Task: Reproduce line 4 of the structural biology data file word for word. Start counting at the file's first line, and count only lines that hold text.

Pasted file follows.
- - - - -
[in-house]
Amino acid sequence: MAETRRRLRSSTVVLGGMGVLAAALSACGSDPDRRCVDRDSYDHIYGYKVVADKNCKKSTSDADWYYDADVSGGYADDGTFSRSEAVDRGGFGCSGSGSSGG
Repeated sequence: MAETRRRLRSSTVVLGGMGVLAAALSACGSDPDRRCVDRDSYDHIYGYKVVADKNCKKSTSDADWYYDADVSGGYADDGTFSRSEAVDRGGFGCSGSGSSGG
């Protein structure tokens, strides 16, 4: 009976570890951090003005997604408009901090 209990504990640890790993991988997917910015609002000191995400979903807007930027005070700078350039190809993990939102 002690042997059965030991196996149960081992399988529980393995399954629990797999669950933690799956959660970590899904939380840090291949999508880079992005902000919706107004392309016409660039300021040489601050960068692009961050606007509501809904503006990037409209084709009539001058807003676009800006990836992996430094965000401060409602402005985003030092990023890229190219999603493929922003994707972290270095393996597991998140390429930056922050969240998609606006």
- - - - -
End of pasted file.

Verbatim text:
């Protein structure tokens, strides 16, 4: 009976570890951090003005997604408009901090 209990504990640890790993991988997917910015609002000191995400979903807007930027005070700078350039190809993990939102 002690042997059965030991196996149960081992399988529980393995399954629990797999669950933690799956959660970590899904939380840090291949999508880079992005902000919706107004392309016409660039300021040489601050960068692009961050606007509501809904503006990037409209084709009539001058807003676009800006990836992996430094965000401060409602402005985003030092990023890229190219999603493929922003994707972290270095393996597991998140390429930056922050969240998609606006």